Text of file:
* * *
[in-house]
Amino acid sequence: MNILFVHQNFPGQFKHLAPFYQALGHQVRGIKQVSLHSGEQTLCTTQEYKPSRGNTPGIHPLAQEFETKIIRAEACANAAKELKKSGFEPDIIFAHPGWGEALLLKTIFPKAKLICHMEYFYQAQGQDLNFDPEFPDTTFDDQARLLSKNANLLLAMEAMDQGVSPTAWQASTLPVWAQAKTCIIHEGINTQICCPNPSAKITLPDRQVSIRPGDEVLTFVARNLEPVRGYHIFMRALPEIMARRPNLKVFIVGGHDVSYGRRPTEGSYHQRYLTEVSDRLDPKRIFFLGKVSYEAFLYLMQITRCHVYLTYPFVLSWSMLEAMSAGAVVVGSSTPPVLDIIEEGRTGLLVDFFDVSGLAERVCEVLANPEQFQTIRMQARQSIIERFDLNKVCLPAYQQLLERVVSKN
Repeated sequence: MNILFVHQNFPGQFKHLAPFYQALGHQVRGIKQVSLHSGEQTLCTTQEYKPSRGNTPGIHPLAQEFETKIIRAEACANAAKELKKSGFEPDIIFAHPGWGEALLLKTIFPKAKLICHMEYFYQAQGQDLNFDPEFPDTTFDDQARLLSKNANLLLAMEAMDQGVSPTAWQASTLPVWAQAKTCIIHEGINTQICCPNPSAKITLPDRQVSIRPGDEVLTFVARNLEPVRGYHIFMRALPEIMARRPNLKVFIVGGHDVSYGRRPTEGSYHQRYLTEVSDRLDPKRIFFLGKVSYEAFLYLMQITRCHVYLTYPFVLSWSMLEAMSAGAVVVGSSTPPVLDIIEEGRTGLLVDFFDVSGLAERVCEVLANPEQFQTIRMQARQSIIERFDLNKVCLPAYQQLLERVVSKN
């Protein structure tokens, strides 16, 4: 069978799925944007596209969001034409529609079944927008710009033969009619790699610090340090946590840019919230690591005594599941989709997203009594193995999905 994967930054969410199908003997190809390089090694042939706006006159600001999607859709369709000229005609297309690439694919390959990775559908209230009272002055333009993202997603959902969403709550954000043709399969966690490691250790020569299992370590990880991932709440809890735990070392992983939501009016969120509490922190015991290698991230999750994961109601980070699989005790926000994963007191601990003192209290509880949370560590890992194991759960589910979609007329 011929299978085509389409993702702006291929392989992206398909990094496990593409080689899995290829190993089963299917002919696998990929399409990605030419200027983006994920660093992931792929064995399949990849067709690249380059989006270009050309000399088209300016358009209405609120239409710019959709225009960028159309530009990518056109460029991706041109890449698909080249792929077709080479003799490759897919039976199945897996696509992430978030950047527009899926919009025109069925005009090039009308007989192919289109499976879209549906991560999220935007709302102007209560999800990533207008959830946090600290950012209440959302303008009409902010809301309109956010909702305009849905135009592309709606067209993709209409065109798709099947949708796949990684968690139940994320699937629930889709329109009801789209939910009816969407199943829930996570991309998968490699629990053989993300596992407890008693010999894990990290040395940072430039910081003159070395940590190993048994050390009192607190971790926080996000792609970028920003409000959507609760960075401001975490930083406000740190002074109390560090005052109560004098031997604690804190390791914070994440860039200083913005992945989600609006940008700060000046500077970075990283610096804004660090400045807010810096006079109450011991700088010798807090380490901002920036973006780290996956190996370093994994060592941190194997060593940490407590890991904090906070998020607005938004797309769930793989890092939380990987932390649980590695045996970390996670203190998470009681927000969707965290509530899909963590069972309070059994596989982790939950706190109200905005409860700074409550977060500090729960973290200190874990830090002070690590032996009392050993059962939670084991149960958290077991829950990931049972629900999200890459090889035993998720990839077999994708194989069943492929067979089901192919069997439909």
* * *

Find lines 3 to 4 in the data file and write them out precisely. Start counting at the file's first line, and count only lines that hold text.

Repeated sequence: MNILFVHQNFPGQFKHLAPFYQALGHQVRGIKQVSLHSGEQTLCTTQEYKPSRGNTPGIHPLAQEFETKIIRAEACANAAKELKKSGFEPDIIFAHPGWGEALLLKTIFPKAKLICHMEYFYQAQGQDLNFDPEFPDTTFDDQARLLSKNANLLLAMEAMDQGVSPTAWQASTLPVWAQAKTCIIHEGINTQICCPNPSAKITLPDRQVSIRPGDEVLTFVARNLEPVRGYHIFMRALPEIMARRPNLKVFIVGGHDVSYGRRPTEGSYHQRYLTEVSDRLDPKRIFFLGKVSYEAFLYLMQITRCHVYLTYPFVLSWSMLEAMSAGAVVVGSSTPPVLDIIEEGRTGLLVDFFDVSGLAERVCEVLANPEQFQTIRMQARQSIIERFDLNKVCLPAYQQLLERVVSKN
């Protein structure tokens, strides 16, 4: 069978799925944007596209969001034409529609079944927008710009033969009619790699610090340090946590840019919230690591005594599941989709997203009594193995999905 994967930054969410199908003997190809390089090694042939706006006159600001999607859709369709000229005609297309690439694919390959990775559908209230009272002055333009993202997603959902969403709550954000043709399969966690490691250790020569299992370590990880991932709440809890735990070392992983939501009016969120509490922190015991290698991230999750994961109601980070699989005790926000994963007191601990003192209290509880949370560590890992194991759960589910979609007329 011929299978085509389409993702702006291929392989992206398909990094496990593409080689899995290829190993089963299917002919696998990929399409990605030419200027983006994920660093992931792929064995399949990849067709690249380059989006270009050309000399088209300016358009209405609120239409710019959709225009960028159309530009990518056109460029991706041109890449698909080249792929077709080479003799490759897919039976199945897996696509992430978030950047527009899926919009025109069925005009090039009308007989192919289109499976879209549906991560999220935007709302102007209560999800990533207008959830946090600290950012209440959302303008009409902010809301309109956010909702305009849905135009592309709606067209993709209409065109798709099947949708796949990684968690139940994320699937629930889709329109009801789209939910009816969407199943829930996570991309998968490699629990053989993300596992407890008693010999894990990290040395940072430039910081003159070395940590190993048994050390009192607190971790926080996000792609970028920003409000959507609760960075401001975490930083406000740190002074109390560090005052109560004098031997604690804190390791914070994440860039200083913005992945989600609006940008700060000046500077970075990283610096804004660090400045807010810096006079109450011991700088010798807090380490901002920036973006780290996956190996370093994994060592941190194997060593940490407590890991904090906070998020607005938004797309769930793989890092939380990987932390649980590695045996970390996670203190998470009681927000969707965290509530899909963590069972309070059994596989982790939950706190109200905005409860700074409550977060500090729960973290200190874990830090002070690590032996009392050993059962939670084991149960958290077991829950990931049972629900999200890459090889035993998720990839077999994708194989069943492929067979089901192919069997439909």